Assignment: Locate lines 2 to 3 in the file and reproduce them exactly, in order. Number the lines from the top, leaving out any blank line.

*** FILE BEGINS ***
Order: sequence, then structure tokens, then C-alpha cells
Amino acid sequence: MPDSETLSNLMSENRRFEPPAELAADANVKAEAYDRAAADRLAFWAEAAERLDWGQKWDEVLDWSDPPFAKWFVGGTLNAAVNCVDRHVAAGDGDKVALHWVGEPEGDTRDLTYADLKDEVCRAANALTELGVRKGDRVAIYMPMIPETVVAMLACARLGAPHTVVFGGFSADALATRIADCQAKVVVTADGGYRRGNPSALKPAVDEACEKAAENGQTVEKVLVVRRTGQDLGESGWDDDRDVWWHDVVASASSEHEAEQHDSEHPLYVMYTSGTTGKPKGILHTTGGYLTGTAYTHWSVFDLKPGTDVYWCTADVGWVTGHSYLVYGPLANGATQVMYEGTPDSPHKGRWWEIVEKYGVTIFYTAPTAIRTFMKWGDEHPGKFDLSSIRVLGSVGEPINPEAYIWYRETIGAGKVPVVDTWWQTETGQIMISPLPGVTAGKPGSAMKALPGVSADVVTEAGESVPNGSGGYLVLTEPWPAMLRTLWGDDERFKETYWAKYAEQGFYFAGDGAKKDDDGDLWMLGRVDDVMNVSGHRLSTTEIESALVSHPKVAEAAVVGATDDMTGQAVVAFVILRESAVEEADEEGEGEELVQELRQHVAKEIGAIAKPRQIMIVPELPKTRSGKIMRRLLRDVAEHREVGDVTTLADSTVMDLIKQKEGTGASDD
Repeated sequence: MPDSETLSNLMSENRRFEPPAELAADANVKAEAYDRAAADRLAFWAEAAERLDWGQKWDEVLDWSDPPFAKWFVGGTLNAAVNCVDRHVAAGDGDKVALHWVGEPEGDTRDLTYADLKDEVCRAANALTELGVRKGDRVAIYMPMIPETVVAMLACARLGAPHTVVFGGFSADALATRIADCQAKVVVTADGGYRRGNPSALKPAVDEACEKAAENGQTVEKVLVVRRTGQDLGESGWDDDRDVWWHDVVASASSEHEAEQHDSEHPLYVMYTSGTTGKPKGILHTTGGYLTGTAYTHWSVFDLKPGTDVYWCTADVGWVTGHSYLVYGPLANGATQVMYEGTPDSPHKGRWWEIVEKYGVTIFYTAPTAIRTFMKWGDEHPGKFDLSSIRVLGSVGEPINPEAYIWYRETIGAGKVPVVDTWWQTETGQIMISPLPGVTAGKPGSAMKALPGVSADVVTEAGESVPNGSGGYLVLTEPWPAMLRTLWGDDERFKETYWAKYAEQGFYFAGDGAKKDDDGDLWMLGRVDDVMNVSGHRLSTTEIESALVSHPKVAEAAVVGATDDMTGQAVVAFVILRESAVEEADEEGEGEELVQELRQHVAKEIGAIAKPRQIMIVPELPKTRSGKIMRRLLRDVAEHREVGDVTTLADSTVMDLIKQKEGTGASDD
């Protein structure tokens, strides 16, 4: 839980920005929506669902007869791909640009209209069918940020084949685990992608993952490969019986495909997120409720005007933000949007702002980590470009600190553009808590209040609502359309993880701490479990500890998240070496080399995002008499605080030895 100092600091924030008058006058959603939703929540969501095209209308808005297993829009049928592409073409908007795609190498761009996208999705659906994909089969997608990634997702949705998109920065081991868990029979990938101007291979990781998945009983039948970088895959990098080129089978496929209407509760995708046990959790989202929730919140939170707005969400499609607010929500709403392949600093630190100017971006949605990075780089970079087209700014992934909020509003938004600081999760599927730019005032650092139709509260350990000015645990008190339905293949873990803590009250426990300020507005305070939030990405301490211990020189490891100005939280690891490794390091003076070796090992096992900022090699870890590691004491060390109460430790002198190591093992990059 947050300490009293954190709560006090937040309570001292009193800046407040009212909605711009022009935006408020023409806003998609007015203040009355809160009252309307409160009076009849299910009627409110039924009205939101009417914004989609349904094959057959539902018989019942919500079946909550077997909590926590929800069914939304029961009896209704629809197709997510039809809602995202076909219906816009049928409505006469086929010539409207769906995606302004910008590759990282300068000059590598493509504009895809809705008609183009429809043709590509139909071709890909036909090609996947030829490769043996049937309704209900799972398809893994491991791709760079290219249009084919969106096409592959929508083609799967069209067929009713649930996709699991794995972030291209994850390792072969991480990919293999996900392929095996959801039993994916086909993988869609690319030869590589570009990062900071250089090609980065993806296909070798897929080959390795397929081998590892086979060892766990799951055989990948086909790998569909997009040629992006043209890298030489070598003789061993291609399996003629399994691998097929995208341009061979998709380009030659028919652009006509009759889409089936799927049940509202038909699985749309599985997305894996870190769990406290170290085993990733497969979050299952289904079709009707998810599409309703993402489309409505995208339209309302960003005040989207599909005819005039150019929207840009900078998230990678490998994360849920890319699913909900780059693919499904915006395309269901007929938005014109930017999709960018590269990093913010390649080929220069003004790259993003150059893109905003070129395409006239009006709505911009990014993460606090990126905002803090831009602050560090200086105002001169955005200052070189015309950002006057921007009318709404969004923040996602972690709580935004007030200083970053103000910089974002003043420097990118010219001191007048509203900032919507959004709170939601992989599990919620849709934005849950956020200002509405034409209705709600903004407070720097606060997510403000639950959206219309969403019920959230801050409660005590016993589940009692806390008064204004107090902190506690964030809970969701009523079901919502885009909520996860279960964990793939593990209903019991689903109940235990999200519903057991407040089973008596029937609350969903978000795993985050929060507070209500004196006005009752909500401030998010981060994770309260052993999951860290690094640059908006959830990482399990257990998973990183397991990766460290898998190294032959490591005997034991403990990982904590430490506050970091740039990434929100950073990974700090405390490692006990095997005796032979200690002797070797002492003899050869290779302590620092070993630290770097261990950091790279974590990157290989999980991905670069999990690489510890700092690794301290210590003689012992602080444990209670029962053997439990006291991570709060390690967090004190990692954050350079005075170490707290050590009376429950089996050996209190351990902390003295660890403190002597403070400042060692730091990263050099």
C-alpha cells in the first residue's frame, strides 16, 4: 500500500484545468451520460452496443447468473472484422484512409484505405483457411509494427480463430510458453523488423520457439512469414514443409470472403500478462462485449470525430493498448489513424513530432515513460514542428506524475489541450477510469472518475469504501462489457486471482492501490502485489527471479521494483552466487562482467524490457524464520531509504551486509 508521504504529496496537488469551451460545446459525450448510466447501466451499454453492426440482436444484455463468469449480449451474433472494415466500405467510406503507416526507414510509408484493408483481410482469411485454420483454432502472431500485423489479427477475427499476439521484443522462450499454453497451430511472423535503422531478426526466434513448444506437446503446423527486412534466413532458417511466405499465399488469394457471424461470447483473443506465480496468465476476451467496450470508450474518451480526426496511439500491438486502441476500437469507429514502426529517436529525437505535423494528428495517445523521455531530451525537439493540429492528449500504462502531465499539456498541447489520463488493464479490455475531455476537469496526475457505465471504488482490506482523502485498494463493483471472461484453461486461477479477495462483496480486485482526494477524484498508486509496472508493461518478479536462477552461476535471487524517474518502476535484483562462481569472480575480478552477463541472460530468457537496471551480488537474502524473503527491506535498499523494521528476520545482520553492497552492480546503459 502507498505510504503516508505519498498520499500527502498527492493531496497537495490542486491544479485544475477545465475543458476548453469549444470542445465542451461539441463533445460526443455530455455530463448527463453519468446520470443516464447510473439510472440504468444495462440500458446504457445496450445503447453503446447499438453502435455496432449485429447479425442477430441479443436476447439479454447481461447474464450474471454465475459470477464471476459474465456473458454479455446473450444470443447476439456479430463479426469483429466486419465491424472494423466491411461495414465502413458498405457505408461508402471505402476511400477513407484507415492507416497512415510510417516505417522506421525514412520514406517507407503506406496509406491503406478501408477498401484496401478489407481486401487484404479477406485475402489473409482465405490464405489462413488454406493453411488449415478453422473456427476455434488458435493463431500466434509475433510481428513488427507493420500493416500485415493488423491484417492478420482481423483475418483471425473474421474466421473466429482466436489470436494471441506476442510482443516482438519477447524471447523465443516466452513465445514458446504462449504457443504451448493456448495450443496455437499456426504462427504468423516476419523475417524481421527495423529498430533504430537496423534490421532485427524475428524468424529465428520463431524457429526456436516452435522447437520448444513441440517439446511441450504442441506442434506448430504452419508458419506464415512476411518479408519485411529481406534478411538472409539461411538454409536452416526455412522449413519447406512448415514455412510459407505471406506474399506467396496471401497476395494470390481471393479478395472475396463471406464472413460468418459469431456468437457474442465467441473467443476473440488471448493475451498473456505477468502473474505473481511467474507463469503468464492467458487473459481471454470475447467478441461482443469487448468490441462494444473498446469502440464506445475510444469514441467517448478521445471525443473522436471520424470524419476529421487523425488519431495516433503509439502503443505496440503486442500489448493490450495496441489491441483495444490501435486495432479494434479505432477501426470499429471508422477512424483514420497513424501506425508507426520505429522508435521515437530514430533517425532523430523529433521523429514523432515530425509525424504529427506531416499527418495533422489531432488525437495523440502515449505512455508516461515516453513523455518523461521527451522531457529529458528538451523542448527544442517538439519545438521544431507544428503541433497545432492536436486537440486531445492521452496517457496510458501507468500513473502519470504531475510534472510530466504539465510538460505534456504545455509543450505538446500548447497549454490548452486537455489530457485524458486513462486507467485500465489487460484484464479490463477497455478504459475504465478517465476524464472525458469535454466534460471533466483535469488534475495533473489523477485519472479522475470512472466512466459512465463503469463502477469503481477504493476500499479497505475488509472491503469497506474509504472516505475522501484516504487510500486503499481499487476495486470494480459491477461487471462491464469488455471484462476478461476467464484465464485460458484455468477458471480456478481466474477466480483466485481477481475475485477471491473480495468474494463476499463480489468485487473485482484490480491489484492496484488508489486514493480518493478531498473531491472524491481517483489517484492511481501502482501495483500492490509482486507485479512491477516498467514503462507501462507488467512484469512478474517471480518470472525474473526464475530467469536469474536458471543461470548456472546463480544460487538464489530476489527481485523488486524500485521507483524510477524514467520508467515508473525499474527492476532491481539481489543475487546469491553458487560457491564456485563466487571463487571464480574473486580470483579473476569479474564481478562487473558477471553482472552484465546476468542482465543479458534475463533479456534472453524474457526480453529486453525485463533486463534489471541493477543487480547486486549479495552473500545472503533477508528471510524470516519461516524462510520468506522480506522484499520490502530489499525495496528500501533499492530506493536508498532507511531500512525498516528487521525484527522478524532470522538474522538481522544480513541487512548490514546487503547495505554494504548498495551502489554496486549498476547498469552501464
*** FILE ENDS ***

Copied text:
Amino acid sequence: MPDSETLSNLMSENRRFEPPAELAADANVKAEAYDRAAADRLAFWAEAAERLDWGQKWDEVLDWSDPPFAKWFVGGTLNAAVNCVDRHVAAGDGDKVALHWVGEPEGDTRDLTYADLKDEVCRAANALTELGVRKGDRVAIYMPMIPETVVAMLACARLGAPHTVVFGGFSADALATRIADCQAKVVVTADGGYRRGNPSALKPAVDEACEKAAENGQTVEKVLVVRRTGQDLGESGWDDDRDVWWHDVVASASSEHEAEQHDSEHPLYVMYTSGTTGKPKGILHTTGGYLTGTAYTHWSVFDLKPGTDVYWCTADVGWVTGHSYLVYGPLANGATQVMYEGTPDSPHKGRWWEIVEKYGVTIFYTAPTAIRTFMKWGDEHPGKFDLSSIRVLGSVGEPINPEAYIWYRETIGAGKVPVVDTWWQTETGQIMISPLPGVTAGKPGSAMKALPGVSADVVTEAGESVPNGSGGYLVLTEPWPAMLRTLWGDDERFKETYWAKYAEQGFYFAGDGAKKDDDGDLWMLGRVDDVMNVSGHRLSTTEIESALVSHPKVAEAAVVGATDDMTGQAVVAFVILRESAVEEADEEGEGEELVQELRQHVAKEIGAIAKPRQIMIVPELPKTRSGKIMRRLLRDVAEHREVGDVTTLADSTVMDLIKQKEGTGASDD
Repeated sequence: MPDSETLSNLMSENRRFEPPAELAADANVKAEAYDRAAADRLAFWAEAAERLDWGQKWDEVLDWSDPPFAKWFVGGTLNAAVNCVDRHVAAGDGDKVALHWVGEPEGDTRDLTYADLKDEVCRAANALTELGVRKGDRVAIYMPMIPETVVAMLACARLGAPHTVVFGGFSADALATRIADCQAKVVVTADGGYRRGNPSALKPAVDEACEKAAENGQTVEKVLVVRRTGQDLGESGWDDDRDVWWHDVVASASSEHEAEQHDSEHPLYVMYTSGTTGKPKGILHTTGGYLTGTAYTHWSVFDLKPGTDVYWCTADVGWVTGHSYLVYGPLANGATQVMYEGTPDSPHKGRWWEIVEKYGVTIFYTAPTAIRTFMKWGDEHPGKFDLSSIRVLGSVGEPINPEAYIWYRETIGAGKVPVVDTWWQTETGQIMISPLPGVTAGKPGSAMKALPGVSADVVTEAGESVPNGSGGYLVLTEPWPAMLRTLWGDDERFKETYWAKYAEQGFYFAGDGAKKDDDGDLWMLGRVDDVMNVSGHRLSTTEIESALVSHPKVAEAAVVGATDDMTGQAVVAFVILRESAVEEADEEGEGEELVQELRQHVAKEIGAIAKPRQIMIVPELPKTRSGKIMRRLLRDVAEHREVGDVTTLADSTVMDLIKQKEGTGASDD